Inherent in cloud solutions is the ability to operate on any device. Workforces being redeployed to work from home has been the best illustration ever of how important it is to access your data from multiple – and sometimes unpredictable – locations. Within your facilities, there is a considerable convenience in bringing handheld devices to the production line or the despatch area.
The power of real-time data opens all sorts of possibilities. Manually creating work orders means they are immediately out of date when someone else processes an existing order and takes the stock that was assumed to be there for a later order. Even batch uploads of orders received in the eCommerce system to the separate MRP system leads to a time lag. Integrating multiple systems to operate in the cloud 24 hours a day eliminates these issues. Real-time views of stock, orders and customer trends also enable organisations to respond more quickly and jump on opportunities when they arise.
Another advantage is the ability to measure anything about which the data is collected. KPIs such as customer satisfaction, throughput and response times deliver insights that can suggest actions for further improvement.
What about the IT department?
Adopting Cloud technology is as much a change for IT departments as it is for the rest of the organisation. Cloud solutions take away a lot of the day-to-day work of keeping servers online.
It is an opportunity for IT teams to move their attention to business processes. How can technology help the business streamline its routes to market or its range of product offerings? Again, we see human skill and knowledge, adding value to the business. Take the mundane away from the people and let machines take care of that – which they do extremely efficiently at scale. Let people problem solve, use their initiative, and add true value to business growth and efficiency.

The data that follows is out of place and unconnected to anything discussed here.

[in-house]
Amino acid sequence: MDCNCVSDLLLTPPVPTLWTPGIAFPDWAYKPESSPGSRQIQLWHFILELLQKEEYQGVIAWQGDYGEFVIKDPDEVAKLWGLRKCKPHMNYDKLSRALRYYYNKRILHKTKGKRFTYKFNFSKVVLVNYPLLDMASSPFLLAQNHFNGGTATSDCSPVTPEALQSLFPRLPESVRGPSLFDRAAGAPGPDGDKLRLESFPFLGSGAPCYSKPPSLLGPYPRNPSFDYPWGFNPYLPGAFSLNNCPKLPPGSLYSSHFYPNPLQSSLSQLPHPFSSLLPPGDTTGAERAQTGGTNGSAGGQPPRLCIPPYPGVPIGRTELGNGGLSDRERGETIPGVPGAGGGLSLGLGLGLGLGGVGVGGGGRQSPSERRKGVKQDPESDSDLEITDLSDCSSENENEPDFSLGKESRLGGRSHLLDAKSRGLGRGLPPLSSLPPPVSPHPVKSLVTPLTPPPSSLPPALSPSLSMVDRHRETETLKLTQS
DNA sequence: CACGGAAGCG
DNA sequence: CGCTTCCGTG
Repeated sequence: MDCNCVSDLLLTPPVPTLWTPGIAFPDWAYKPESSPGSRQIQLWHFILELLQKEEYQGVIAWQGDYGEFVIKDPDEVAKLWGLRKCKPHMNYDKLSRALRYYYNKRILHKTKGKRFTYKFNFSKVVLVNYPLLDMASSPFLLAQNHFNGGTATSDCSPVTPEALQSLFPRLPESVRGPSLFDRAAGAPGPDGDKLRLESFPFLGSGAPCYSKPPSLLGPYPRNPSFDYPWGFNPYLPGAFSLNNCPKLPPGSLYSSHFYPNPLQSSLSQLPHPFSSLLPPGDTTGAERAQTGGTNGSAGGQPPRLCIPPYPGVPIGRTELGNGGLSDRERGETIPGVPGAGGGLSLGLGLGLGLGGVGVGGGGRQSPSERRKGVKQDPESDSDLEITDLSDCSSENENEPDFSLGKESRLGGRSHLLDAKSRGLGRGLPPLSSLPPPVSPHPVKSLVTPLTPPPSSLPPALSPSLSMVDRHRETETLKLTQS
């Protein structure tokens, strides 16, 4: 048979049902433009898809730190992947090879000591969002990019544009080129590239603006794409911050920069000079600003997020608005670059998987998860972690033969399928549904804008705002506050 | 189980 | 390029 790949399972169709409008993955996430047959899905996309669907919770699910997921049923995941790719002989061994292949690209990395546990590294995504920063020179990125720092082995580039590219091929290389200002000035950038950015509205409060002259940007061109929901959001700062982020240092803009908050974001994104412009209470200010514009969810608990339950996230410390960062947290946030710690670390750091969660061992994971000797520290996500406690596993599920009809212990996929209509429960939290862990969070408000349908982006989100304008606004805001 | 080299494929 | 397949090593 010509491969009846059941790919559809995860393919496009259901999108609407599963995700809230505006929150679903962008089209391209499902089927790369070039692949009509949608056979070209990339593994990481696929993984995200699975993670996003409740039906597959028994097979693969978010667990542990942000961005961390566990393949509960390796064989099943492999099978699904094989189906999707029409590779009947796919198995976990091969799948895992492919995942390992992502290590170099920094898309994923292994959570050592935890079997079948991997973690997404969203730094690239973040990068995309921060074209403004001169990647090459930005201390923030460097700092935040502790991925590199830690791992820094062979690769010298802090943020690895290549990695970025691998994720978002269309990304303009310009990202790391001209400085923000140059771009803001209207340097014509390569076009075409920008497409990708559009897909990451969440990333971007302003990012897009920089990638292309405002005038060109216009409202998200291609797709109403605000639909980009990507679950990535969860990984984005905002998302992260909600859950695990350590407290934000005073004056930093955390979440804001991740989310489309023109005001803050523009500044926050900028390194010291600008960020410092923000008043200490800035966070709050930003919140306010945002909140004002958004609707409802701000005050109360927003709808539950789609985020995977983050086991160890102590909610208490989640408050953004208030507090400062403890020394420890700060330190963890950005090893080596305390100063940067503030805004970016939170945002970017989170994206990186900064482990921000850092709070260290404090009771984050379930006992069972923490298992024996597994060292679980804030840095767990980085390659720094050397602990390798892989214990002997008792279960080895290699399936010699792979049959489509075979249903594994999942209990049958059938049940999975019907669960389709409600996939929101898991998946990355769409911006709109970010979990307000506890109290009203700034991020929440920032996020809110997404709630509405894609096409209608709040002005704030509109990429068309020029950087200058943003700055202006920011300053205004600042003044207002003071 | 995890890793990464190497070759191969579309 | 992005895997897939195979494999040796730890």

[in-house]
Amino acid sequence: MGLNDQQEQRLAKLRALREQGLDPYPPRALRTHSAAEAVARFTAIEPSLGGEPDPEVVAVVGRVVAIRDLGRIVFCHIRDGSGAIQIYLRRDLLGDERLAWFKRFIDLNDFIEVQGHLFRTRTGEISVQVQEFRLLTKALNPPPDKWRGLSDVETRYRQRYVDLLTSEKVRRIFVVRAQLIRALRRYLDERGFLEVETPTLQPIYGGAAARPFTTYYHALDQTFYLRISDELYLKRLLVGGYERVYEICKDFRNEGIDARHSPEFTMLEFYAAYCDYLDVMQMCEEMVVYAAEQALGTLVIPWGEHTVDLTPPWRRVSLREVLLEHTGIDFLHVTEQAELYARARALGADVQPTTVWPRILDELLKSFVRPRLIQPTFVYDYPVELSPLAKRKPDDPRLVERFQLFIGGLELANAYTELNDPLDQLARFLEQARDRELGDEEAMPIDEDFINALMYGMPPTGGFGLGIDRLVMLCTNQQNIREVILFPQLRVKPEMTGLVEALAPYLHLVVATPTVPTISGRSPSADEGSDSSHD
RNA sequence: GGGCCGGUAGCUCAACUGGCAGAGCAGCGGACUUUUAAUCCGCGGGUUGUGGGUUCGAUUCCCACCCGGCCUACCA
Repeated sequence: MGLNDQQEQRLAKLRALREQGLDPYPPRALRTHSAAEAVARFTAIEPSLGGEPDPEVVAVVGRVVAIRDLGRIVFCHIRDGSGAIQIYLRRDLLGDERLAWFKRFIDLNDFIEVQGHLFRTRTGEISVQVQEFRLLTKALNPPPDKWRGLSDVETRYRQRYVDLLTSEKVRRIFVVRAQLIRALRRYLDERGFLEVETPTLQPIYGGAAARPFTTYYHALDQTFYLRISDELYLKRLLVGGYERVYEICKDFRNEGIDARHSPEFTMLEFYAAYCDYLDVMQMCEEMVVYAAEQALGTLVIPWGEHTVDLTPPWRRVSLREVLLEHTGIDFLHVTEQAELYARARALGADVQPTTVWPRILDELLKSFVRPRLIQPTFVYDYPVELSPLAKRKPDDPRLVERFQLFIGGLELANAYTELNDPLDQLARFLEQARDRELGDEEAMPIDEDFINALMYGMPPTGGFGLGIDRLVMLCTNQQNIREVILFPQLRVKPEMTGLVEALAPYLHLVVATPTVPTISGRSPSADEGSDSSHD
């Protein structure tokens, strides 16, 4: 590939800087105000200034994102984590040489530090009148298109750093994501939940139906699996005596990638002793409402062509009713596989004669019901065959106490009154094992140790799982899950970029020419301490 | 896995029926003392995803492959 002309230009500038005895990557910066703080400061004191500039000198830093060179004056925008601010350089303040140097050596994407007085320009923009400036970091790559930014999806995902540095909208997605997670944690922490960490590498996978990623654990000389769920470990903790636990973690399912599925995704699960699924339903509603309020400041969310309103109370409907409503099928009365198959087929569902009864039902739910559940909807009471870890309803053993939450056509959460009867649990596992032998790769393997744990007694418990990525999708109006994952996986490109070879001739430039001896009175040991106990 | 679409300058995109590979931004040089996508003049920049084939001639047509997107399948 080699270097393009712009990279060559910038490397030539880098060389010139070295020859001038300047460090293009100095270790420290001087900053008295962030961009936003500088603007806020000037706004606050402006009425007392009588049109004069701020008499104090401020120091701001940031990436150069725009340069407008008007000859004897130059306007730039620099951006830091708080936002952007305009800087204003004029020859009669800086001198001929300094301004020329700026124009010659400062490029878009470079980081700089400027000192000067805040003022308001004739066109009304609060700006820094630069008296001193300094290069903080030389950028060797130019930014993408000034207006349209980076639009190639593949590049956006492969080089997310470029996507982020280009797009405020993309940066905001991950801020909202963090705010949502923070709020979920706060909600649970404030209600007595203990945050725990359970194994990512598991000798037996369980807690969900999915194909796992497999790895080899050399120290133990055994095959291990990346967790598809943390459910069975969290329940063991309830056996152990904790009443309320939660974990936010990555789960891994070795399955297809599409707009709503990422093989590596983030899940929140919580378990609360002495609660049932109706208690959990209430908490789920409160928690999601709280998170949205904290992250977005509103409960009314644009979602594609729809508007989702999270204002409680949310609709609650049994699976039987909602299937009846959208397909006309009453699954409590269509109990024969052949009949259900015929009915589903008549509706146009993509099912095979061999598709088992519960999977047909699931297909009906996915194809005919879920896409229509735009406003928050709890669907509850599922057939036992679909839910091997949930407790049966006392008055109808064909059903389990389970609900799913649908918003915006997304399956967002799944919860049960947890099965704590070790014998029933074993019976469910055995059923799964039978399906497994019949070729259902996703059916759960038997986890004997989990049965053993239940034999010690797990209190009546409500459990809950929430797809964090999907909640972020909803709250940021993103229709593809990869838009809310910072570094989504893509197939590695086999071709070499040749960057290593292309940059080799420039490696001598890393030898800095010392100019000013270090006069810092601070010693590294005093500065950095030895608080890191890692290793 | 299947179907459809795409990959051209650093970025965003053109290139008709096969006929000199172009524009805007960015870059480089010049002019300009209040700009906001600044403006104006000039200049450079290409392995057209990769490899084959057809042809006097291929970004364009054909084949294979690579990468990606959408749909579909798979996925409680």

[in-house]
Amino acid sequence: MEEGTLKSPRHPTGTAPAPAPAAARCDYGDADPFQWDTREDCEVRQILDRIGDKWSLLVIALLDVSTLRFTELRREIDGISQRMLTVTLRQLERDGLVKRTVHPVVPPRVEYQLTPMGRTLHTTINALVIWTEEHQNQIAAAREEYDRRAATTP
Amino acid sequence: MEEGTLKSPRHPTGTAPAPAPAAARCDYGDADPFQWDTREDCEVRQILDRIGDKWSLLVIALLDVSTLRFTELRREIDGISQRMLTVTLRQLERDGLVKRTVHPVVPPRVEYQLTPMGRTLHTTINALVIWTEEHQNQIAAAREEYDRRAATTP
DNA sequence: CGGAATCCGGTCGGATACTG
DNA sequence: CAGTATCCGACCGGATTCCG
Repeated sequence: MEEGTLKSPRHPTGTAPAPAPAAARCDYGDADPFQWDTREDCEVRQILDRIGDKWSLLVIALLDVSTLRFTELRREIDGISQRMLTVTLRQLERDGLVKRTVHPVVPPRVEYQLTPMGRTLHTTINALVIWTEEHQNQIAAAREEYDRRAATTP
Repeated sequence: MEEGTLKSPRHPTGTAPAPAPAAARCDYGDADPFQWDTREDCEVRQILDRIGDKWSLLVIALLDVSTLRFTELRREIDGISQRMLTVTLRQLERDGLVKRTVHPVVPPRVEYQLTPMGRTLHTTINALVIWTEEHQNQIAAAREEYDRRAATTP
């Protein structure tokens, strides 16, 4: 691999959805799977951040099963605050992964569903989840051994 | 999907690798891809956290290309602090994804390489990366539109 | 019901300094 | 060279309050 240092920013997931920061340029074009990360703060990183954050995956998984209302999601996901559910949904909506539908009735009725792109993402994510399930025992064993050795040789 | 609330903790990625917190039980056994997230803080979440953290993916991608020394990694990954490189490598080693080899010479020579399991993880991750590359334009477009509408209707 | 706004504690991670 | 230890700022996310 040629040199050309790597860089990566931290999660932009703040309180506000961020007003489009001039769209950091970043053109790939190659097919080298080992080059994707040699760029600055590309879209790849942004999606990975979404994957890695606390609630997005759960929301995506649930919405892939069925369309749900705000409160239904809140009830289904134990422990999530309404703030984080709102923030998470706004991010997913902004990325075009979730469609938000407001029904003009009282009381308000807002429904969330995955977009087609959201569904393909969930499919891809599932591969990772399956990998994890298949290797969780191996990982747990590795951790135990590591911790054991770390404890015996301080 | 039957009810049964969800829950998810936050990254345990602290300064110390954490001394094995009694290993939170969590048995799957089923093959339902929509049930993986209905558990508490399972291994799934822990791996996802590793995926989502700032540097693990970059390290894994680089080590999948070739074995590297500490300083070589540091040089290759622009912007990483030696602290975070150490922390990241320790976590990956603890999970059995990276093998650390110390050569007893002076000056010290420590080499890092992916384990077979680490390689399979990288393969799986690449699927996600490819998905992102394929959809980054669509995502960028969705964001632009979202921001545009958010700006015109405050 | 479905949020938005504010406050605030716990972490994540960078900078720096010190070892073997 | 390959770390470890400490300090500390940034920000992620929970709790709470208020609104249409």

Good, better, best
Many manufacturing environments are a mix of different solutions. State-of-the-art when they first arrived they have evolved over time. Unfortunately, they are now legacy and might be taking value out of the business if they are stifling innovation and draining management time and resource.
It would be good to replace them with solutions that work more efficiently to do the same job. And it would be better to use this opportunity to not only do today’s processes but also streamline them and provide a better overall service. However, it would be best to use this as a chance to raise standards of service, automate processes inside and outside your organisation, and empower your people to add real new value to your customers, your suppliers and your organisation overall.
Enterprise Times has created a survey executed by SG Analytics which ask a series of questions that looks at how Manufacturers are looking to transition to cloud technology. The survey is open to European respondents in managerial positions. Responses are anonymous. If you would like to participate, please complete the survey.